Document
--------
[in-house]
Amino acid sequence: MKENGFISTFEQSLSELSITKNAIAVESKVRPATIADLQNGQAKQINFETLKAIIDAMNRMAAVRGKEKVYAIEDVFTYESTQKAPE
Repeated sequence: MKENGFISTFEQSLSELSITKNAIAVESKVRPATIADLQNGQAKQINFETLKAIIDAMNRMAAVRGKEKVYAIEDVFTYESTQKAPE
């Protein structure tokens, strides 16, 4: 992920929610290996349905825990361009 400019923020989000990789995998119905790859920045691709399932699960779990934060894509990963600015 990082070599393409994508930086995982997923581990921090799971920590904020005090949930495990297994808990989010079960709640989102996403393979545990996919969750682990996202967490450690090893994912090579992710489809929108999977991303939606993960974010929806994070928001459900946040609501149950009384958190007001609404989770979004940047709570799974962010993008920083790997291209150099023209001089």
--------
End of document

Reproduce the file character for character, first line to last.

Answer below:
[in-house]
Amino acid sequence: MKENGFISTFEQSLSELSITKNAIAVESKVRPATIADLQNGQAKQINFETLKAIIDAMNRMAAVRGKEKVYAIEDVFTYESTQKAPE
Repeated sequence: MKENGFISTFEQSLSELSITKNAIAVESKVRPATIADLQNGQAKQINFETLKAIIDAMNRMAAVRGKEKVYAIEDVFTYESTQKAPE
């Protein structure tokens, strides 16, 4: 992920929610290996349905825990361009 400019923020989000990789995998119905790859920045691709399932699960779990934060894509990963600015 990082070599393409994508930086995982997923581990921090799971920590904020005090949930495990297994808990989010079960709640989102996403393979545990996919969750682990996202967490450690090893994912090579992710489809929108999977991303939606993960974010929806994070928001459900946040609501149950009384958190007001609404989770979004940047709570799974962010993008920083790997291209150099023209001089």